A recent paper in zebrafish contributed to increase the knowledge on the effects of the exposure to environmental TBT concentrations on lipid metabolism. Exposure to 10 and 50 ng/L TBT from pre-hatch to 9 months of age, altered body weight, hepatosomatic index and hepatic triglyceride abundance in a gender and dose related manner, with male resulting more sensitive than female. Furthermore, in male, TBT significantly affected the transcription of key factors and enzymes involved in adipogenesis and lipogenesis (PPARγ, SREBP1, FASn, 11β-HSD2, C/EBPβ, and DGAT2). In female, hepatomegaly was observed, associated to a subtle, not significant adipogenic response in the transcription of genes (54). Differently to TBT, the exposure of zebrafish to triclosan (TCS), an antimicrobial agent, impaired mRNA expression levels of β-oxidation transcripts and lipid β-oxidation genes, including pparα, cpt1, lpbe, cyp4a10, and aco (55). Similarly, in adult male zebrafish, DEHP exposure disrupted metabolic processes in the liver, as demonstrated by alteration of five biological pathways: “FOXA2 and FOXA3 transcription factor networks,” “Metabolic pathways,” “metabolism of amino acids and derivatives,” “metabolism of lipids and lipoproteins,” and “fatty acid, triacylglycerol, and ketone body metabolism” (56).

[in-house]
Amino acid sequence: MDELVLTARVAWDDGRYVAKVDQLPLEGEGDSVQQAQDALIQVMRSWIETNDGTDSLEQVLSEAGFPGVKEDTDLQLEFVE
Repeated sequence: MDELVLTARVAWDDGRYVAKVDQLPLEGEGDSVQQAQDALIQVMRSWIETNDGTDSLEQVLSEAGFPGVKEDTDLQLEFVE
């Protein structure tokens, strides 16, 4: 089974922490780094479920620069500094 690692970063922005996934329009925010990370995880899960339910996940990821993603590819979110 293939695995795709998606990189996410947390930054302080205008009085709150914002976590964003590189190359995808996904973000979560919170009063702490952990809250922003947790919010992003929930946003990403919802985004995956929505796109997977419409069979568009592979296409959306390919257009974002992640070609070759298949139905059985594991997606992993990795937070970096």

In the same model, non-toxic concentrations of four different potential EDCs, TBT, tetrabrominated bisphenol A (TBBPA), tris (1,3-dichloroisopropyl) phosphate (TDCIPP) and benzophenone 3 (BP-3), selected on the bases of their ability to affect PPAR signaling, were added to rearing water from 9 to 14 dpf. All tested pollutants induced obesity, as visualized and quantified by fluorescent lipid staining in the trunk area between the gall bladder and the proximal intestine. In addition, exposed larvae were fed a standard diet, resulted in an even higher lipid accumulation than larvae fed a hypercaloric diet (HCD), suggesting that early exposure to toxicant, could affect fish metabolism later in life. Moreover, the ability of the above selected potential EDCs to affect the circadian rhythm was also demonstrated. Using a transgenic Tg (4xEbox:Luc) zebrafish larvae (57), a 24-h TBT exposure showed its ability to reduce the amplitude of oscillations and a prolongation of the period between maximum and minimum activity respect to transgenic-control fish. The period was even further prolonged by the TDCIPP. A loss of the characteristic oscillations was also observed in larvae exposed to TBBPA or BP-3. These authors concluded that clock activity could be modulated by excess fatty acids by activating PPARγ signaling (58) which specifically down-regulates the clock gene period1 (59) with a repression of the Clock/Bmal complex formation.